Fires on the Plain

Director: Kon Ichikawa
Year Released: 1959
Rating: 3.5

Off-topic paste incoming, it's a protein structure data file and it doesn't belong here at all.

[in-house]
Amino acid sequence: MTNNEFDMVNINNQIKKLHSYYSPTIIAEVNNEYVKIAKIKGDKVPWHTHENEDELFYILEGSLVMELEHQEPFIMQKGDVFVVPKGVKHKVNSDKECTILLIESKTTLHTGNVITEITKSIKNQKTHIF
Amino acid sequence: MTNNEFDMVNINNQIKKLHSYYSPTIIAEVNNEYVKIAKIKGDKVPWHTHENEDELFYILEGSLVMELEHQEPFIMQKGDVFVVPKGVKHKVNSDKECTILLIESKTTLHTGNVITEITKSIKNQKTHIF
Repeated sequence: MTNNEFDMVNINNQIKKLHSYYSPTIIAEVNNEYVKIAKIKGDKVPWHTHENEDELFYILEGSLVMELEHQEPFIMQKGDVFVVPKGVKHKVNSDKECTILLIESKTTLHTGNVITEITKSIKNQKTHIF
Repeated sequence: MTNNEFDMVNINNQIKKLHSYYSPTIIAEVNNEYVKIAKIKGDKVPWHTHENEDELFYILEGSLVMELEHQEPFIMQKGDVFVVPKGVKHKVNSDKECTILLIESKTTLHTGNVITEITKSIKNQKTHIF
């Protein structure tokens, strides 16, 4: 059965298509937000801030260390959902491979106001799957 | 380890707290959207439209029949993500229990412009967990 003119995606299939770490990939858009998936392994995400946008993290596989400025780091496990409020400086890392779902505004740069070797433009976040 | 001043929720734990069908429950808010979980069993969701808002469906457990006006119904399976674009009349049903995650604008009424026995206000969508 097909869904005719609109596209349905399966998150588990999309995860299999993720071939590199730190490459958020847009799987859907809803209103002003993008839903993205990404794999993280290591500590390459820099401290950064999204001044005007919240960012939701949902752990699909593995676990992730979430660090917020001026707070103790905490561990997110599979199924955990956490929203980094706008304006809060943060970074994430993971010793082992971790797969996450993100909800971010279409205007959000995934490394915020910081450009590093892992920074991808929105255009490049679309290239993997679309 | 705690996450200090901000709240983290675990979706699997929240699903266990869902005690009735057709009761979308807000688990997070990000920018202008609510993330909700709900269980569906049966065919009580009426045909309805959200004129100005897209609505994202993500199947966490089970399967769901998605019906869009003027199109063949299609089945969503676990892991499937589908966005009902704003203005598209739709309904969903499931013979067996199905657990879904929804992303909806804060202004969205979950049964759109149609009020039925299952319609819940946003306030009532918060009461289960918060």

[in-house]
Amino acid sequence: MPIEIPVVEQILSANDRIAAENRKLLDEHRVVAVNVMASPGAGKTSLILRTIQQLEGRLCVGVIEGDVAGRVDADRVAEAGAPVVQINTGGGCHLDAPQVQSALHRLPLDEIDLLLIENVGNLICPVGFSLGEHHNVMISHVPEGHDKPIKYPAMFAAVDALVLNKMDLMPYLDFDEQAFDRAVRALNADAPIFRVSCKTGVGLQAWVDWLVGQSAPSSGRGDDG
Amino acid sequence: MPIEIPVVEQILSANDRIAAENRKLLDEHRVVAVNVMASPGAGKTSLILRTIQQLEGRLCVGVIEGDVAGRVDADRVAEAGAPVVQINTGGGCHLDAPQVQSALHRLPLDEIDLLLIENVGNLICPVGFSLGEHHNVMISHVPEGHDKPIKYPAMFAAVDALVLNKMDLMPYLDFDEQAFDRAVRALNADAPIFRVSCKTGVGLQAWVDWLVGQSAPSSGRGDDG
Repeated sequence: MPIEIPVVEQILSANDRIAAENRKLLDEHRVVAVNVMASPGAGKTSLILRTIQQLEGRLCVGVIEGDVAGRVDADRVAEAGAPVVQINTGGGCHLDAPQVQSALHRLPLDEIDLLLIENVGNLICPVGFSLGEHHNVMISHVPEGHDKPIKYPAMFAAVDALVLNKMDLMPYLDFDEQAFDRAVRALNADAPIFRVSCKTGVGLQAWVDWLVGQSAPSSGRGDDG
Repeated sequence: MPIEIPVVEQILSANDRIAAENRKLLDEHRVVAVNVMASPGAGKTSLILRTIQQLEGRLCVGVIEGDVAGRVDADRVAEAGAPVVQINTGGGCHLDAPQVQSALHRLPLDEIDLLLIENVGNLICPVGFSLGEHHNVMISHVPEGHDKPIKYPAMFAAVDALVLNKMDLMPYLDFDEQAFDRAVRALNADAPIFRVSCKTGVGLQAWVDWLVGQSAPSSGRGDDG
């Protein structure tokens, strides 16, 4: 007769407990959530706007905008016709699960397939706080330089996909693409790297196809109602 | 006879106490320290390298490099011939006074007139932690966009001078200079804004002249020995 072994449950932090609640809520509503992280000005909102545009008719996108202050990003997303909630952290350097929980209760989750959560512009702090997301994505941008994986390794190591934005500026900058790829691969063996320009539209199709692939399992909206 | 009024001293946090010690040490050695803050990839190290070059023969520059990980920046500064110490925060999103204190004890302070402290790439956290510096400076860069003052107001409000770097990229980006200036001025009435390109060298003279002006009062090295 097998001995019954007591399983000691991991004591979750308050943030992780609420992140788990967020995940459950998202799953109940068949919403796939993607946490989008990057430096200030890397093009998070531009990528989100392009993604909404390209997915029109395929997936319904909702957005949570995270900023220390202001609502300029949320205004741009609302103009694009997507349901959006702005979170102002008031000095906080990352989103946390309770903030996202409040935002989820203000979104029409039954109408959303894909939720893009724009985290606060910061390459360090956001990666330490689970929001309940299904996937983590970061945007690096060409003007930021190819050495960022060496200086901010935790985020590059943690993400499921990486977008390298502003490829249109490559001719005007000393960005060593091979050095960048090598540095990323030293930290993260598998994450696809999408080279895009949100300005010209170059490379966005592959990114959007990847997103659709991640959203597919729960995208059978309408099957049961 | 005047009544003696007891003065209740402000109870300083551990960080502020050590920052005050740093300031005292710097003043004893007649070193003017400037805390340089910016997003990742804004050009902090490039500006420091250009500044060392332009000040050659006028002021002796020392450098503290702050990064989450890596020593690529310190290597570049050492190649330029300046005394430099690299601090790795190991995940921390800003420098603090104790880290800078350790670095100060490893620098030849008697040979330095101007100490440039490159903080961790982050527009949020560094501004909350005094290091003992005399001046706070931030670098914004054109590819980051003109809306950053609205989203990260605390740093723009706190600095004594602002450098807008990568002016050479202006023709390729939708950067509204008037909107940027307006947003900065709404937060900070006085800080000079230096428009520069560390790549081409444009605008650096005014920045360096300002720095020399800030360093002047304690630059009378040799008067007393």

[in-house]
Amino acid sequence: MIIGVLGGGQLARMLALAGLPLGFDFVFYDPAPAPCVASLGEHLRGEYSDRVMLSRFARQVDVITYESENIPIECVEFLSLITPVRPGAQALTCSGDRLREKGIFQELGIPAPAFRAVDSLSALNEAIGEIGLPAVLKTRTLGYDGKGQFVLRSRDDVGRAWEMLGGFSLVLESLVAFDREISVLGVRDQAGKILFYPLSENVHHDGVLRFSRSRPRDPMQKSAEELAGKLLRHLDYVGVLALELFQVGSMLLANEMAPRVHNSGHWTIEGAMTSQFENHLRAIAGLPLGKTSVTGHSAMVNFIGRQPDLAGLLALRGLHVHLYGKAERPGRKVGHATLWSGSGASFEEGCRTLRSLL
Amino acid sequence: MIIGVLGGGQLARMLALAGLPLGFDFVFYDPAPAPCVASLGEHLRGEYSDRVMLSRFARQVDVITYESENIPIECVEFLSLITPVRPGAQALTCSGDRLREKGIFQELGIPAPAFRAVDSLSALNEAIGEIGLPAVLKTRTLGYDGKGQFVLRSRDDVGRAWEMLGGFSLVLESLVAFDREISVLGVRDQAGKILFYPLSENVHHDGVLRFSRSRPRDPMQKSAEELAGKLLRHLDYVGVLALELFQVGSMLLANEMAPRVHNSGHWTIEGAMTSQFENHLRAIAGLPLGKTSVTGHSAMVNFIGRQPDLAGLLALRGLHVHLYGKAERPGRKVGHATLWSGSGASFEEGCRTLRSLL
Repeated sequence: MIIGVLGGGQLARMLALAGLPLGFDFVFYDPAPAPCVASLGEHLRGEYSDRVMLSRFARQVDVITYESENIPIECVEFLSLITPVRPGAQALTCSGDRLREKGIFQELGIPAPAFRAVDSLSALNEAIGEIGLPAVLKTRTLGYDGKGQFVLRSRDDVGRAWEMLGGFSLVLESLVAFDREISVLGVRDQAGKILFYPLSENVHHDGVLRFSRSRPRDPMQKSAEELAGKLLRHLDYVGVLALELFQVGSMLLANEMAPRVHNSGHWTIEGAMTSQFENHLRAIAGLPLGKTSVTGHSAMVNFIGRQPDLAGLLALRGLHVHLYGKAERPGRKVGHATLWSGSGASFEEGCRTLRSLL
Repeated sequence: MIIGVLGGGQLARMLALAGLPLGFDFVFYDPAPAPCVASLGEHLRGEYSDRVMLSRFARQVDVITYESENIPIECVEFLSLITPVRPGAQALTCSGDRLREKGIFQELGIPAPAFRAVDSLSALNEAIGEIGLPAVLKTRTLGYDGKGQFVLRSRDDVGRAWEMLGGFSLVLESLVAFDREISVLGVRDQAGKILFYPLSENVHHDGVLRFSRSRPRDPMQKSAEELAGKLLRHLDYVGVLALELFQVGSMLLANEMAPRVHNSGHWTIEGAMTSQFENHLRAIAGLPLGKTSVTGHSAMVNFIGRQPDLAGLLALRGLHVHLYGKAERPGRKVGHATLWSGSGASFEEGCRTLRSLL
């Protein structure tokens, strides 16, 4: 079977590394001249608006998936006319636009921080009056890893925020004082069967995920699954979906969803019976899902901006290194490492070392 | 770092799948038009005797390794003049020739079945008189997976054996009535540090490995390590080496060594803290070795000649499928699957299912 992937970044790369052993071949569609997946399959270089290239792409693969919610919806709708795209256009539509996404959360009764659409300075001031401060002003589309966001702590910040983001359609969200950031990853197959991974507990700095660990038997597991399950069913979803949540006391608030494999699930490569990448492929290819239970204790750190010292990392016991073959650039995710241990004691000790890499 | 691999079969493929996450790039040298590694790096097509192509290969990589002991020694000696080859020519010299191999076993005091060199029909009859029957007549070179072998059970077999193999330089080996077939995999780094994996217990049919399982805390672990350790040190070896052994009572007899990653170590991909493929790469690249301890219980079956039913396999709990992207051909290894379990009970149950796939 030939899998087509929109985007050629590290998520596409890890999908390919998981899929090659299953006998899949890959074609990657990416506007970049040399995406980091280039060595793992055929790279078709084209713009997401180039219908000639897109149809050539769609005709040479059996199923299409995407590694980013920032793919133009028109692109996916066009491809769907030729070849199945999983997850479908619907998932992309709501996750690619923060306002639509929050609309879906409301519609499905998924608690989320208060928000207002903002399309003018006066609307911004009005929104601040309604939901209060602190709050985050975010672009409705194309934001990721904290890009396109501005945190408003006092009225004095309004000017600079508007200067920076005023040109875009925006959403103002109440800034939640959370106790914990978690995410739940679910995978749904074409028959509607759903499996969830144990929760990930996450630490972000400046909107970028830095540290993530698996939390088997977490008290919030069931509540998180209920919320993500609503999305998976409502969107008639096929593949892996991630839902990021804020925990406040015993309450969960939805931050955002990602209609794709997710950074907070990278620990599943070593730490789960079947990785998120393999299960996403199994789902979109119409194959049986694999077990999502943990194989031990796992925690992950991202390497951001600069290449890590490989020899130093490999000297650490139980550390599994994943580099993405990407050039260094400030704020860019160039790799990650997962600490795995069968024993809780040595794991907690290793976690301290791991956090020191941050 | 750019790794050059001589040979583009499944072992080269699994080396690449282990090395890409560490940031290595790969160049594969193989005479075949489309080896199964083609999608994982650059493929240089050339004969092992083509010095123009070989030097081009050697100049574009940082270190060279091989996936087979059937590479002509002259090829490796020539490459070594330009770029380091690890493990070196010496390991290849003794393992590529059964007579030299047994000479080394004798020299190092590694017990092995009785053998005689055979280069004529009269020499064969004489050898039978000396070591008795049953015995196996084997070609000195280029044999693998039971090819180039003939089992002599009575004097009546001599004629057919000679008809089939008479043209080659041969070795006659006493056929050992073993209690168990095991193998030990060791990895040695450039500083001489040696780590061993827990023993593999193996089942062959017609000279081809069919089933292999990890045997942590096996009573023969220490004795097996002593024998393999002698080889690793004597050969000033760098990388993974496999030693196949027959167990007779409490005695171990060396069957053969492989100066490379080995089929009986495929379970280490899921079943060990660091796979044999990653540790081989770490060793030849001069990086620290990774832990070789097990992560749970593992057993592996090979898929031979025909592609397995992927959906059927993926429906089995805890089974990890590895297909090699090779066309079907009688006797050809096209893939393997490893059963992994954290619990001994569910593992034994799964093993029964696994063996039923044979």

Harrowing and intense companion piece to Ichikawa's The Burmese Harp which, like that film, speaks of the horrors of war. A young Japanese soldier in the Philippines - who has tuberculosis - wanders from location to location, just trying to find enough to eat to stay alive - like the famous Beckett line, he can't go on, but he goes on. True, it's depressing, but so is combat and struggling to survive in the most insane of conditions (feeding on grass, stealing salt, trading tobacco for yams, eating human flesh) - there's no gloss, and there's little chance for redemption, only survival. The Christian subtext of this - allegedly toned down from the source novel - also goes quite nicely with the Buddhist subtext in The Burmese Harp.